The Video Engine is the framework for the video media connection for video, from camera to the network, and from network to the screen and back and includes the VP8 codec, the Dynamic Jitter Buffer, and Image Enhancements. The VP8 codec by the WebM Project is well suited for RTC as it is designed for low latency.  The Dynamic Jitter Buffer for video helps conceal the effects of jitter and packet loss on overall video quality, and Image Enhancemens removes video noise from the image capture by the webcam.
The Transport Session components are built by re-using components from libjingle, without using or requiring the xmpp/jingle protocol. The Real Time Protocols (RTP) network stack and the STUN and ICE component allows calls to establish connections across various types of networks.

WebRTC Code Packages

The code package comes in two flavors, the primary code is meant for browser developers who want to integrate WebRTC. Web application developers are encouraged to use the WebRTC API.  And you are encouraged to read the License & Rights and FAQ before downloading the source code.

More resources

This is a list of further reading and resources for getting your web development into the realm of WebRTC.

WebRTC Blog – Regular updates on the latest code changes, interoperability, and events.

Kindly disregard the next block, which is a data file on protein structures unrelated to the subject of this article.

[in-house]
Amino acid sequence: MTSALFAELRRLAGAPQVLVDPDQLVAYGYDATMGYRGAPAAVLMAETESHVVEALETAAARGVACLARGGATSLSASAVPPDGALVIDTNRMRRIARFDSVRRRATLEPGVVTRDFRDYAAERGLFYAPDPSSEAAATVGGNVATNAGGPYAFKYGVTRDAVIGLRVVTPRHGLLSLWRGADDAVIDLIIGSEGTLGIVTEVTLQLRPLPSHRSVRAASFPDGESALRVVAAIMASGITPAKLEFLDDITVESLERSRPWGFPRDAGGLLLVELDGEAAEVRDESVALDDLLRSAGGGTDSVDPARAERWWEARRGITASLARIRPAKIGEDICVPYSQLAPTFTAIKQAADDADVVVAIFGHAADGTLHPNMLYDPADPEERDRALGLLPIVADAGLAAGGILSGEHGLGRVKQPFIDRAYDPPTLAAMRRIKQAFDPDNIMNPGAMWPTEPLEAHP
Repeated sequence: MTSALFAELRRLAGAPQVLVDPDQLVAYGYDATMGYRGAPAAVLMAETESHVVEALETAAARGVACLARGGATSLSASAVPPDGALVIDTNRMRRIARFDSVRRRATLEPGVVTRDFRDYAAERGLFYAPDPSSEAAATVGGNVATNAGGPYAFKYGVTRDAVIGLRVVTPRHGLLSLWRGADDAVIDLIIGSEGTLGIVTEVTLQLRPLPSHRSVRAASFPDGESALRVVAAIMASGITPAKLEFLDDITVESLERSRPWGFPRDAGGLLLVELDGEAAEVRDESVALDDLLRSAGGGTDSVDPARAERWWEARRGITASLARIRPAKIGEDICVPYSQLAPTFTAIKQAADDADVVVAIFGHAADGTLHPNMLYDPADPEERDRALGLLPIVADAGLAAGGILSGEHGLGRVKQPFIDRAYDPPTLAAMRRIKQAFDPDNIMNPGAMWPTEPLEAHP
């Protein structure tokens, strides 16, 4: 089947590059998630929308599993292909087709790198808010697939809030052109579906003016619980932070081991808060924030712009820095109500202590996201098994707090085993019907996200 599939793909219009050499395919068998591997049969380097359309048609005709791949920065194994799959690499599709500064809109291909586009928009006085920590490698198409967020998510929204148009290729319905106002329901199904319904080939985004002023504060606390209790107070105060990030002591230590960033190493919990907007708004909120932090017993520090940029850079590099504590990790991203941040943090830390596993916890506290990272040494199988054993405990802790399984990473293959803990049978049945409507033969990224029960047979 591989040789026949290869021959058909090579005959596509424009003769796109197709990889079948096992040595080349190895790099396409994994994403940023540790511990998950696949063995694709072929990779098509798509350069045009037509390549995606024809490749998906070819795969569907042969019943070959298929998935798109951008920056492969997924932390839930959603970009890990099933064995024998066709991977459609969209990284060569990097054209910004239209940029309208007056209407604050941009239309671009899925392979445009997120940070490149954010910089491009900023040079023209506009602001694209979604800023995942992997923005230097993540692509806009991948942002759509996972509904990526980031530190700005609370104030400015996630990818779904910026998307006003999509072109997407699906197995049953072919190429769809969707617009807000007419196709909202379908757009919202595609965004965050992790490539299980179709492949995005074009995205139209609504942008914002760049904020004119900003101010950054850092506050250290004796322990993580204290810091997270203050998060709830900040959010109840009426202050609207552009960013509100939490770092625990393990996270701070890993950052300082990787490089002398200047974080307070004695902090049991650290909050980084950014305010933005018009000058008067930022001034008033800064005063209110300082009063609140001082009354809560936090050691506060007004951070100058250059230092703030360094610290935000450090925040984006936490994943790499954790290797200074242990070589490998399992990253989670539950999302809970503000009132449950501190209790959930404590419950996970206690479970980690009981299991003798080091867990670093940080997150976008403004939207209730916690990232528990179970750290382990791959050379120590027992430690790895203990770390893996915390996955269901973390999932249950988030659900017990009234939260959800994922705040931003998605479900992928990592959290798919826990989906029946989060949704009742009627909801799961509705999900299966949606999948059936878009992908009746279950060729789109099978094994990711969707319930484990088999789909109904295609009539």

WebRTC Demo – Watch a demonstration of the AppRTC in action with interoperability between Chrome and Firefox.

Chrome WebRTC – The resource for all Google Chrome development with WebRTC.

Firefox WebRTC – Mozilla Firefox resource for their WebRTC development.

Interop Notes – Updated notations on interoperability between Chrome and Firefox browsers.

WebRTC World Conference – WebRTC Conference and Expo heads to Cobb Galleria in Atlanta, Georgia, June 25 – 27, 2013.

Unified Office – This organization offers a range of communications applications aimed primarily at small-to-medium businesses that want to take advantage of unified communications without having to make a large investment.

Plivo WebRTC – Provides a cloud Platform to Build Voice & SMS Applications with powerful Telephony Apps including WebRTC.

While the WebRTC API is still being developed, it is not too early to start looking at ways to incorporate the fresh technology into your own web development projects. Stakeholders should examine the advantages of getting onboard with WebRTC sooner than later, as it looks like this will be the next step to getting the phone to meet the web.

We have seen the phone meet the IP network in the past ten years or so, but the fundamentals of the technology stayed the same with servers managing communications, and with our phones being connected to servers that allowed us to connect to other people. The web is going to change how we make communications work; it is going to change how we make phone calls in very fundamental ways. Instead of an enterprise PBX or communications server, for example, having to negotiate how to make the connection, you will only have to point your browser toward the server you are trying to connect to and the communication and the experience you get is that which is being hosted from their server. You may go to dozens of communications controls every day, and connecting directly with their own servers, therefore bypassing the need to be switched between traditional telecommunications networks.